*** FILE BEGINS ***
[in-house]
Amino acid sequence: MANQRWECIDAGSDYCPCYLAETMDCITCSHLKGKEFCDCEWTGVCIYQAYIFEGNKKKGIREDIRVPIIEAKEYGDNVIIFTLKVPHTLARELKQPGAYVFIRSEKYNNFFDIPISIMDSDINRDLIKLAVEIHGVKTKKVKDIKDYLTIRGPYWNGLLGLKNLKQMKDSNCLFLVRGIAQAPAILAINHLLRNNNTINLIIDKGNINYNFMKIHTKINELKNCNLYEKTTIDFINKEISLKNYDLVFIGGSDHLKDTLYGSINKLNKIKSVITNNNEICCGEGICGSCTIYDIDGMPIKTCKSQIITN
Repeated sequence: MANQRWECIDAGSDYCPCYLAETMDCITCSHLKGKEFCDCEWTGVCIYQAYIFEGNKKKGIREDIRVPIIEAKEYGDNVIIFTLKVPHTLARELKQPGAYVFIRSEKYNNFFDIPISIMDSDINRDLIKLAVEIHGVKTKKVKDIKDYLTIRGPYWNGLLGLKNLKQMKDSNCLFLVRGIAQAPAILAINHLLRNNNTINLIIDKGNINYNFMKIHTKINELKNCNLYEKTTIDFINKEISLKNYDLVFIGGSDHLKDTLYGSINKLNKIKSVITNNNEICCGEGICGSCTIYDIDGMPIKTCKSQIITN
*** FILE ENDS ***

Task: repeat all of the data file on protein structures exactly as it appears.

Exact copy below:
[in-house]
Amino acid sequence: MANQRWECIDAGSDYCPCYLAETMDCITCSHLKGKEFCDCEWTGVCIYQAYIFEGNKKKGIREDIRVPIIEAKEYGDNVIIFTLKVPHTLARELKQPGAYVFIRSEKYNNFFDIPISIMDSDINRDLIKLAVEIHGVKTKKVKDIKDYLTIRGPYWNGLLGLKNLKQMKDSNCLFLVRGIAQAPAILAINHLLRNNNTINLIIDKGNINYNFMKIHTKINELKNCNLYEKTTIDFINKEISLKNYDLVFIGGSDHLKDTLYGSINKLNKIKSVITNNNEICCGEGICGSCTIYDIDGMPIKTCKSQIITN
Repeated sequence: MANQRWECIDAGSDYCPCYLAETMDCITCSHLKGKEFCDCEWTGVCIYQAYIFEGNKKKGIREDIRVPIIEAKEYGDNVIIFTLKVPHTLARELKQPGAYVFIRSEKYNNFFDIPISIMDSDINRDLIKLAVEIHGVKTKKVKDIKDYLTIRGPYWNGLLGLKNLKQMKDSNCLFLVRGIAQAPAILAINHLLRNNNTINLIIDKGNINYNFMKIHTKINELKNCNLYEKTTIDFINKEISLKNYDLVFIGGSDHLKDTLYGSINKLNKIKSVITNNNEICCGEGICGSCTIYDIDGMPIKTCKSQIITN